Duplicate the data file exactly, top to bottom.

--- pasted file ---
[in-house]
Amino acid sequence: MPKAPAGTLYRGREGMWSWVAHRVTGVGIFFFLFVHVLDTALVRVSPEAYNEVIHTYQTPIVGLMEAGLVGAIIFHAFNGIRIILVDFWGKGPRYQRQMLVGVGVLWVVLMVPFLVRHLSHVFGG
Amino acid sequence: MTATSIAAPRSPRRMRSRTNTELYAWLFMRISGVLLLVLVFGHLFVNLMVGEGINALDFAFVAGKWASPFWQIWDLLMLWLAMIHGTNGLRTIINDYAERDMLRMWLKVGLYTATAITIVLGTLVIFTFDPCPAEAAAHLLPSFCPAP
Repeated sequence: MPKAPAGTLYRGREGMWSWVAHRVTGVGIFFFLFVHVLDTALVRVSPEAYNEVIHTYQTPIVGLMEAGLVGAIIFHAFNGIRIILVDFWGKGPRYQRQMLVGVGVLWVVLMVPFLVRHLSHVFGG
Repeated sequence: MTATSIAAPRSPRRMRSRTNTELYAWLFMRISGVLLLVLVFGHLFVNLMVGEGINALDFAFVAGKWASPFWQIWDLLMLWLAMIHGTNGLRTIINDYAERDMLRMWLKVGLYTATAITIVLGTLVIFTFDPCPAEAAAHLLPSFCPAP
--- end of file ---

[in-house]
Amino acid sequence: MPKAPAGTLYRGREGMWSWVAHRVTGVGIFFFLFVHVLDTALVRVSPEAYNEVIHTYQTPIVGLMEAGLVGAIIFHAFNGIRIILVDFWGKGPRYQRQMLVGVGVLWVVLMVPFLVRHLSHVFGG
Amino acid sequence: MTATSIAAPRSPRRMRSRTNTELYAWLFMRISGVLLLVLVFGHLFVNLMVGEGINALDFAFVAGKWASPFWQIWDLLMLWLAMIHGTNGLRTIINDYAERDMLRMWLKVGLYTATAITIVLGTLVIFTFDPCPAEAAAHLLPSFCPAP
Repeated sequence: MPKAPAGTLYRGREGMWSWVAHRVTGVGIFFFLFVHVLDTALVRVSPEAYNEVIHTYQTPIVGLMEAGLVGAIIFHAFNGIRIILVDFWGKGPRYQRQMLVGVGVLWVVLMVPFLVRHLSHVFGG
Repeated sequence: MTATSIAAPRSPRRMRSRTNTELYAWLFMRISGVLLLVLVFGHLFVNLMVGEGINALDFAFVAGKWASPFWQIWDLLMLWLAMIHGTNGLRTIINDYAERDMLRMWLKVGLYTATAITIVLGTLVIFTFDPCPAEAAAHLLPSFCPAP